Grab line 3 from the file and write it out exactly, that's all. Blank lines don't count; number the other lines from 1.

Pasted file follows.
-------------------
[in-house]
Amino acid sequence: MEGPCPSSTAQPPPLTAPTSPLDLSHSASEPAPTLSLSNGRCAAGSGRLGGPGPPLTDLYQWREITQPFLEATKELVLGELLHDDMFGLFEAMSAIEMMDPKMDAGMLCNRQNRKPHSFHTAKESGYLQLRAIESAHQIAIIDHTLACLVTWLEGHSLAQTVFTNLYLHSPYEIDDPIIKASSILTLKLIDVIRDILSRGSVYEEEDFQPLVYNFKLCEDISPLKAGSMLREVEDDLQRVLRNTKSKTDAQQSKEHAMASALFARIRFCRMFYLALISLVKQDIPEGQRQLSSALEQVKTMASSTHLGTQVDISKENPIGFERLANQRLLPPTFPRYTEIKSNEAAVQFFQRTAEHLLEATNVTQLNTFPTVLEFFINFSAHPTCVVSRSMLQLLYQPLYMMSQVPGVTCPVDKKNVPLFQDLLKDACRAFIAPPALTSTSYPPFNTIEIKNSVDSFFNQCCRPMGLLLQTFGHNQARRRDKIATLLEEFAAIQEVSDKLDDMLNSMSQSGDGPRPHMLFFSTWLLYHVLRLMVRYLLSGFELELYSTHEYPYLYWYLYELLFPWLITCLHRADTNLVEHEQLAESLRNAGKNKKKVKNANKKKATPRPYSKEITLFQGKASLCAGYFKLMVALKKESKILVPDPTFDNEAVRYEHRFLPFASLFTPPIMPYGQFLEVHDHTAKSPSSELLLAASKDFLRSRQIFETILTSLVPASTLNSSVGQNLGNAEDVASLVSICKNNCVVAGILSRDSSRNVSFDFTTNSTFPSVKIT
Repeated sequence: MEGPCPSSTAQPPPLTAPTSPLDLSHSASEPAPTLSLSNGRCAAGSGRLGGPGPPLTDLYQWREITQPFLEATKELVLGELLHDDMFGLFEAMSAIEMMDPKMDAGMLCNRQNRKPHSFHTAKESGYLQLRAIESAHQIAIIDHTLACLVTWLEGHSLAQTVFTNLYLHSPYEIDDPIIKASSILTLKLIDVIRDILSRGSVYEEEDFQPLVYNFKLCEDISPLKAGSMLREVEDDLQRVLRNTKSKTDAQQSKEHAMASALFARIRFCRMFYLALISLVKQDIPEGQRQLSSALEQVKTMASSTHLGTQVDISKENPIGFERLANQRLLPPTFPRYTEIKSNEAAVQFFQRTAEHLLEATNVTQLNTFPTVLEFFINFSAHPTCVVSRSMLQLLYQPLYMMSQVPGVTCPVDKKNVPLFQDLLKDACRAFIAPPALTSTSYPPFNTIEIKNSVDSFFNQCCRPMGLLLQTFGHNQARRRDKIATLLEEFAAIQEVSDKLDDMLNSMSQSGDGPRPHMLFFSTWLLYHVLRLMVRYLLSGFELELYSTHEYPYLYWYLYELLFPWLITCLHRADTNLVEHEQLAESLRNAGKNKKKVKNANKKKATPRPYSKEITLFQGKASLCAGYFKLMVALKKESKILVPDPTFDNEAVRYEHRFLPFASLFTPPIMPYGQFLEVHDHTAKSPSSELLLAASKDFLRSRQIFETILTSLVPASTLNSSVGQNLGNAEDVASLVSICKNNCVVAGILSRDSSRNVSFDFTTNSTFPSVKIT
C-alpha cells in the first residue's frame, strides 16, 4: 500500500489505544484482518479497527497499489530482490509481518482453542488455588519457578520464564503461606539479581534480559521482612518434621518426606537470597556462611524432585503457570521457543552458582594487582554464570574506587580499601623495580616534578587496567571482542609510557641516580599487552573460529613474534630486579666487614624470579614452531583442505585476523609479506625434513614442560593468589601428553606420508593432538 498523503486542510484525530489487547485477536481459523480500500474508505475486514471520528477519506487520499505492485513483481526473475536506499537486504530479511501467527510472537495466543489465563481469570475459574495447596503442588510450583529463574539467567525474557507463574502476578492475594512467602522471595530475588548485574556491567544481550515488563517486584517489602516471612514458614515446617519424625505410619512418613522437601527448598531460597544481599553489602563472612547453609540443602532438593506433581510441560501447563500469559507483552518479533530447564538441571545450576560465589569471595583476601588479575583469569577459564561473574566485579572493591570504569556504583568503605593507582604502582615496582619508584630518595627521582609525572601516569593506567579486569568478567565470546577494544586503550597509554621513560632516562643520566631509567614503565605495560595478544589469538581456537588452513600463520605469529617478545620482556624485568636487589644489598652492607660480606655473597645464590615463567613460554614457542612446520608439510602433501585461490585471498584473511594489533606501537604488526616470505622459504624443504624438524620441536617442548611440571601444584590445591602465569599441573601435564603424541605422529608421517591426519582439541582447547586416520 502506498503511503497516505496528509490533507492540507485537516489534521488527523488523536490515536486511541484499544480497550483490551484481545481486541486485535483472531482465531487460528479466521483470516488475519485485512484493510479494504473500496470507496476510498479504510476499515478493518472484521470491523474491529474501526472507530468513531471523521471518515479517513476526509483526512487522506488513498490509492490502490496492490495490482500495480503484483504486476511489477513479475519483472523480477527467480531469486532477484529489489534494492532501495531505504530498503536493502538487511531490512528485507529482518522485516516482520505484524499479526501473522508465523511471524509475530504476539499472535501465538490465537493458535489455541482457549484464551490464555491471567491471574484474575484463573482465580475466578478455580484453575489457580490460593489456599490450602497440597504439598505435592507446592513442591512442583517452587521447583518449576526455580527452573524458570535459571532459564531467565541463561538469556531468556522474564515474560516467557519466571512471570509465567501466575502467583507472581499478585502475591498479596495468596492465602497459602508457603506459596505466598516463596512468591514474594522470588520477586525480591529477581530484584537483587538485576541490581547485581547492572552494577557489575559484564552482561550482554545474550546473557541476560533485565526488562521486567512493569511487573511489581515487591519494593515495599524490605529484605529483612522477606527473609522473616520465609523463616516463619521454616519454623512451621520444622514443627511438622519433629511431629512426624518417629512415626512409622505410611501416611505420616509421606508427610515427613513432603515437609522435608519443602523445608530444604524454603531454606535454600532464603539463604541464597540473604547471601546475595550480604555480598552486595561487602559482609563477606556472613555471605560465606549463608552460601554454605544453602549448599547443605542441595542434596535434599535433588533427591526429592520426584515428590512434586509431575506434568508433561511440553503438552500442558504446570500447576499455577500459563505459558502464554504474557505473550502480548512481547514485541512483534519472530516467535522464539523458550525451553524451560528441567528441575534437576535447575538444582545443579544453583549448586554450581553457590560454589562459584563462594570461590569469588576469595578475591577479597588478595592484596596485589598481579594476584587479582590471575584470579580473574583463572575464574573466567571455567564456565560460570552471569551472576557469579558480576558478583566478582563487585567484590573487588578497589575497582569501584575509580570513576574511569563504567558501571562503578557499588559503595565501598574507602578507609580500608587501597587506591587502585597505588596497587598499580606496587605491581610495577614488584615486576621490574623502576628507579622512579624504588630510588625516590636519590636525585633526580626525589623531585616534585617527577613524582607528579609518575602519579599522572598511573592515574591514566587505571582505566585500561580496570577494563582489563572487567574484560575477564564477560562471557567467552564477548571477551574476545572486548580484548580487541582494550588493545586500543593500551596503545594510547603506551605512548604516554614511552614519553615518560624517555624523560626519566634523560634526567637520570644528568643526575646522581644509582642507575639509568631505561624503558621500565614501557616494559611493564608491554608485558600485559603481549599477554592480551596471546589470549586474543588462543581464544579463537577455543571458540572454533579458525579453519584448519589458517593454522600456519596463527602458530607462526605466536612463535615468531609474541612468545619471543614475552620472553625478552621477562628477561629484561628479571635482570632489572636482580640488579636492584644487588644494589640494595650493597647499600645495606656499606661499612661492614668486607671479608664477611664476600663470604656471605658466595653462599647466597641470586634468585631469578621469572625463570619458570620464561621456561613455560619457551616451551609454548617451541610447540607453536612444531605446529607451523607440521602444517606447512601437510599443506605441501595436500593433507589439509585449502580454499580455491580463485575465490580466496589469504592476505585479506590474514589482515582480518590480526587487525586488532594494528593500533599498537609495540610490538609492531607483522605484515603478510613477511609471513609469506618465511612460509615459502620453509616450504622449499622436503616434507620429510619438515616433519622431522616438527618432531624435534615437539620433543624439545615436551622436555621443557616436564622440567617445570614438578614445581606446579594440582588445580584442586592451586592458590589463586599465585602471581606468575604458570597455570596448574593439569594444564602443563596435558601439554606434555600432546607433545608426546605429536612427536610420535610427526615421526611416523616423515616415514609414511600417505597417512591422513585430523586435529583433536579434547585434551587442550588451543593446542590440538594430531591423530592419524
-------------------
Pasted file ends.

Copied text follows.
Repeated sequence: MEGPCPSSTAQPPPLTAPTSPLDLSHSASEPAPTLSLSNGRCAAGSGRLGGPGPPLTDLYQWREITQPFLEATKELVLGELLHDDMFGLFEAMSAIEMMDPKMDAGMLCNRQNRKPHSFHTAKESGYLQLRAIESAHQIAIIDHTLACLVTWLEGHSLAQTVFTNLYLHSPYEIDDPIIKASSILTLKLIDVIRDILSRGSVYEEEDFQPLVYNFKLCEDISPLKAGSMLREVEDDLQRVLRNTKSKTDAQQSKEHAMASALFARIRFCRMFYLALISLVKQDIPEGQRQLSSALEQVKTMASSTHLGTQVDISKENPIGFERLANQRLLPPTFPRYTEIKSNEAAVQFFQRTAEHLLEATNVTQLNTFPTVLEFFINFSAHPTCVVSRSMLQLLYQPLYMMSQVPGVTCPVDKKNVPLFQDLLKDACRAFIAPPALTSTSYPPFNTIEIKNSVDSFFNQCCRPMGLLLQTFGHNQARRRDKIATLLEEFAAIQEVSDKLDDMLNSMSQSGDGPRPHMLFFSTWLLYHVLRLMVRYLLSGFELELYSTHEYPYLYWYLYELLFPWLITCLHRADTNLVEHEQLAESLRNAGKNKKKVKNANKKKATPRPYSKEITLFQGKASLCAGYFKLMVALKKESKILVPDPTFDNEAVRYEHRFLPFASLFTPPIMPYGQFLEVHDHTAKSPSSELLLAASKDFLRSRQIFETILTSLVPASTLNSSVGQNLGNAEDVASLVSICKNNCVVAGILSRDSSRNVSFDFTTNSTFPSVKIT